iheartchaos

iheartchaos:

Why Evolution is True and Why Many People Still Don’t Believe It

Jerry Coyne, professor of Ecology and Evolution at the University of Chicago, reviews the evidence for evolutionary theory and why Americans (in particular) are so resistant to accepting evolution as fact.

Highly recommended watch, even if you consider yourself well-versed on the topic.  The pace is brisk and he’s not boring at all, and I found myself learning a new thing or two. The final analysis won’t surprise many of you, but he takes great care in getting there.

In general, an excellent review for the 12% (an embarrassing figure) of Americans that accept evolution as fact, and time well spent for the rest having their convictions challenged.

jtotheizzoe

jtotheizzoe:

What Makes Cancer Cells Different?

We’ve talked before about how tricky a disease cancer is. Or, if you want to be accurate, how tricky a “set of diseases” it is. I mean, a single tumor is like a world unto itself, full of different populations of cells, each with their own individual set of mutations. That’s crazy to think about.

Cancer is the result of one of our cells’ most basic and core functions, cell division, gone awry. What causes it, in the large sense? How can we use cancer’s tricks against it to try and treat these diseases?

George Zaidan tackles those questions for TED-Ed in the video above. If nothing else, it’s the best combination of beans, fabric and cancer biology I’ve ever seen in a video. Goes nicely with my TED-Ed video on how the human genome is organized in the first place.

Jaroslav Flegr is no kook. And yet, for years, he suspected his mind had been taken over by parasites that had invaded his brain. So the prolific biologist took his science-fiction hunch into the lab. What he’s now discovering will startle you. Could tiny organisms carried by house cats be creeping into our brains, causing everything from car wrecks to schizophrenia? A biologist’s science- fiction hunch is gaining credence and shaping the emerging science of mind- controlling parasites.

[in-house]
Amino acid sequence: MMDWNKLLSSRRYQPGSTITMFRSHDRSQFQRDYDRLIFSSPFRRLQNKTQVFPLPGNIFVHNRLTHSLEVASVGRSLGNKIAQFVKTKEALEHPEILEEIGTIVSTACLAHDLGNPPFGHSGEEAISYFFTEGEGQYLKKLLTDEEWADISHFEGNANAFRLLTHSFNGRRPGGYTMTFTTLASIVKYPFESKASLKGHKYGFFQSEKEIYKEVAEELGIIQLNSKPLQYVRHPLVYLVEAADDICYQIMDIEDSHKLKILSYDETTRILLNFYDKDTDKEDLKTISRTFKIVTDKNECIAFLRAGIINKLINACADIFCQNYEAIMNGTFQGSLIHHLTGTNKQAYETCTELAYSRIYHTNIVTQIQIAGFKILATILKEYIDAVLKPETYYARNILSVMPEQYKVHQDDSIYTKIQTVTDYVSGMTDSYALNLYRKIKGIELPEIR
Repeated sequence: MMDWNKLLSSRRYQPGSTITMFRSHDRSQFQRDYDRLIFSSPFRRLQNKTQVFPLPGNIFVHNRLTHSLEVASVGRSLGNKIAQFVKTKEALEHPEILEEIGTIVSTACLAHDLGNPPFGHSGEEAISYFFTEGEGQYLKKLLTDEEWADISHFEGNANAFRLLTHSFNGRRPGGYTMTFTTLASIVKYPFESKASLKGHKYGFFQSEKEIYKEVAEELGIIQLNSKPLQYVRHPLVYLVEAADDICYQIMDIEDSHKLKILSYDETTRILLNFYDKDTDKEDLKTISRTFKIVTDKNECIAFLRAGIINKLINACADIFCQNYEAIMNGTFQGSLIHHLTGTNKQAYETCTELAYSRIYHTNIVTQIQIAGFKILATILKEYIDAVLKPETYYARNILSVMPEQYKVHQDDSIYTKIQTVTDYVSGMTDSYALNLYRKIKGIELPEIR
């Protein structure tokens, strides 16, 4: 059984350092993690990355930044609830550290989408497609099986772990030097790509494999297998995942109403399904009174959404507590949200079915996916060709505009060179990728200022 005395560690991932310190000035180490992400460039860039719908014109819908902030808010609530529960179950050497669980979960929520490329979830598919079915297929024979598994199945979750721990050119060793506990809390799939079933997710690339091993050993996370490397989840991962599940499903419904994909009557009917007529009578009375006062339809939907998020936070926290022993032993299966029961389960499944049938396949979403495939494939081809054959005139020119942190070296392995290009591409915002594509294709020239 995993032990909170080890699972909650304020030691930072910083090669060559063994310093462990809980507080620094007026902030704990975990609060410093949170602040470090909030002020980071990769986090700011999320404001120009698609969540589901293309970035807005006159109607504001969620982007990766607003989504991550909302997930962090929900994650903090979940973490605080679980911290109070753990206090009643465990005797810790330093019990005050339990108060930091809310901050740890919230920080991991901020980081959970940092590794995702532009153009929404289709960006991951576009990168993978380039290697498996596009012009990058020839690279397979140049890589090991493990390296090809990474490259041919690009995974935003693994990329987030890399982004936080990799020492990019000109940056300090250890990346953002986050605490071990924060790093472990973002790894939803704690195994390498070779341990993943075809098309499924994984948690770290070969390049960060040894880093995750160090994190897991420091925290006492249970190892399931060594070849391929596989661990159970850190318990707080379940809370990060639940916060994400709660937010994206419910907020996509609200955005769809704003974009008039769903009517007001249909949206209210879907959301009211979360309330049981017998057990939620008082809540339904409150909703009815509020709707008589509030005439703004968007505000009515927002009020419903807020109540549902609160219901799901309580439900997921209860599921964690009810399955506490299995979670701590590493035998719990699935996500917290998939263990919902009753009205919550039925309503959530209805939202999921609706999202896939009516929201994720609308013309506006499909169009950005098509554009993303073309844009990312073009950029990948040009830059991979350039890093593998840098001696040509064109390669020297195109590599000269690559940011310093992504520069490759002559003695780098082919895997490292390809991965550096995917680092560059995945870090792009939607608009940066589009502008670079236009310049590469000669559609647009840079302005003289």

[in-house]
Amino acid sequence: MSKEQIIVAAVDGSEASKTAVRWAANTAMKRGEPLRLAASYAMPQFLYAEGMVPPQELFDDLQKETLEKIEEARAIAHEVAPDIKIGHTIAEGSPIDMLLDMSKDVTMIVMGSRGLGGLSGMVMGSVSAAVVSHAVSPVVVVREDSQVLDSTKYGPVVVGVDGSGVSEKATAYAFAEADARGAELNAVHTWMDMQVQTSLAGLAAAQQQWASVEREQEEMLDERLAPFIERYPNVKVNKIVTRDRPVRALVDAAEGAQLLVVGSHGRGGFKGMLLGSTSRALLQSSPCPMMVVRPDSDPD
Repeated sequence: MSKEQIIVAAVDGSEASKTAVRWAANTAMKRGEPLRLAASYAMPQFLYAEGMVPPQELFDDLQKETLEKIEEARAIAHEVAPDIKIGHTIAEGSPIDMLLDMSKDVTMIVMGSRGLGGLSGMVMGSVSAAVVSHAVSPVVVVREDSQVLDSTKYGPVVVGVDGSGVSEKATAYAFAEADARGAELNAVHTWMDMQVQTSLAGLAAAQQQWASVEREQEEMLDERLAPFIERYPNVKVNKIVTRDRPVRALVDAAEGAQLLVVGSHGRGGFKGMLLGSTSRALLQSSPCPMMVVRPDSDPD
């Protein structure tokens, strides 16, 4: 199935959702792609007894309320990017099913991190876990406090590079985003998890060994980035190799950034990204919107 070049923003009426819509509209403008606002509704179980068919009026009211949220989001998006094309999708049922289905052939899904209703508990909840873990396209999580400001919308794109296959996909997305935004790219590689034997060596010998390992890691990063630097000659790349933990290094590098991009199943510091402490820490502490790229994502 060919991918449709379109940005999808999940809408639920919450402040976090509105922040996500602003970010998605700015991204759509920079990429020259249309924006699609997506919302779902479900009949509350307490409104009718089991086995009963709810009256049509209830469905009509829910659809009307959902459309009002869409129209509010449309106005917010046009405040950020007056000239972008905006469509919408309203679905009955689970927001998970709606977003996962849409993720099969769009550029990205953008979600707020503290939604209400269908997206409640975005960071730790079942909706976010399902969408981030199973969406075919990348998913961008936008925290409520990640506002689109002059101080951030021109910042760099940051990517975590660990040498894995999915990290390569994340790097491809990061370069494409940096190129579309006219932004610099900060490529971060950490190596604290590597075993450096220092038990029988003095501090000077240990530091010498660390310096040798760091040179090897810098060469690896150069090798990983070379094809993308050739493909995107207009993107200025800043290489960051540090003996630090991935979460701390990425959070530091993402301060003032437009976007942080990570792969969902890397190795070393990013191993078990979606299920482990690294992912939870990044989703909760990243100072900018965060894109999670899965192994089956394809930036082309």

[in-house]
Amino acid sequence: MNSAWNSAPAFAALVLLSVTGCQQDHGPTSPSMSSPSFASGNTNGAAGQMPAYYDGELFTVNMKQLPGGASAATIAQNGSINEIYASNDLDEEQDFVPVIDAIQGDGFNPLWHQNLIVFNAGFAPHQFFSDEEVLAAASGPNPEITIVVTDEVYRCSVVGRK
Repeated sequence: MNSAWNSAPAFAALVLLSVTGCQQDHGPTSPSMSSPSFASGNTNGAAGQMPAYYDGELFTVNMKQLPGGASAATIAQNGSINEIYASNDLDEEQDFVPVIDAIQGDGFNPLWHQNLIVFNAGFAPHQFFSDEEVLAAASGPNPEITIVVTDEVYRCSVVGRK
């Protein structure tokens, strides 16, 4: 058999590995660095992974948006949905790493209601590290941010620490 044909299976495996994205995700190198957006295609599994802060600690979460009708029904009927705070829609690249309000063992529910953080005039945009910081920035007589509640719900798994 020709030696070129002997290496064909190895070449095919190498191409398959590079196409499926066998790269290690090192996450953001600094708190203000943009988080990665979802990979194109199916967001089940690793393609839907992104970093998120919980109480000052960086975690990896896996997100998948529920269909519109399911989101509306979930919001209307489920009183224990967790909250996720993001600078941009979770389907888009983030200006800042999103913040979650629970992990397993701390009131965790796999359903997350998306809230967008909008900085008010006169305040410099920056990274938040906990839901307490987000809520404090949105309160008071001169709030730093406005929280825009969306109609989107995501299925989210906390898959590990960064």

Read: How Your Cat Is Making You Crazy - Magazine - The Atlantic

Jaroslav Flegr is no kook. And yet, for years, he suspected his mind had been taken over by parasites that had invaded his brain. So the prolific biologist took his science-fiction hunch into the lab. What he’s now discovering will startle you. Could tiny organisms carried by house cats be creeping into our brains, causing everything from car wrecks to schizophrenia? A biologist’s science- fiction hunch is gaining credence and shaping the emerging science of mind- controlling parasites.

Read: How Your Cat Is Making You Crazy - Magazine - The Atlantic

Researchers found that only 28 percent of biology teachers consistently follow the recommendations of the National Research Council to describe straightforwardly the evidence for evolution and explain the ways in which it is a unifying theme in all of biology. At the other extreme, 13 percent explicitly advocate creationism, and spend at least an hour of class time presenting it in a positive light.

That leaves what the authors call “the cautious 60 percent,” who avoid controversy by endorsing neither evolution nor its unscientific alternatives. In various ways, they compromise.

“These kinds of data have been reported regionally, and in some cases nationally, for decades. Creationists are in the classroom, and it’s not just the South,” he said. “At least 25 percent of high school teachers in Minnesota explicitly teach creationism.” “These courses aren’t reaching the creationists,” he said. “They already know what evolution is. They were biology majors, or former biology students. They just reject what we told them. “With 15 to 20 percent of biology teachers teaching creationism,” he continued, “this is the biggest failure in science education. There’s no other field where teachers reject the foundations of their science like they do in biology.” - Randy Moore, a professor of biology at the University of Minnesota

“Students are being cheated out of a rich science education.” - Dr. Plutzer, a professor of political science at Penn State University
On Evolution, Biology Teachers Stray From Lesson Plan - NYTimes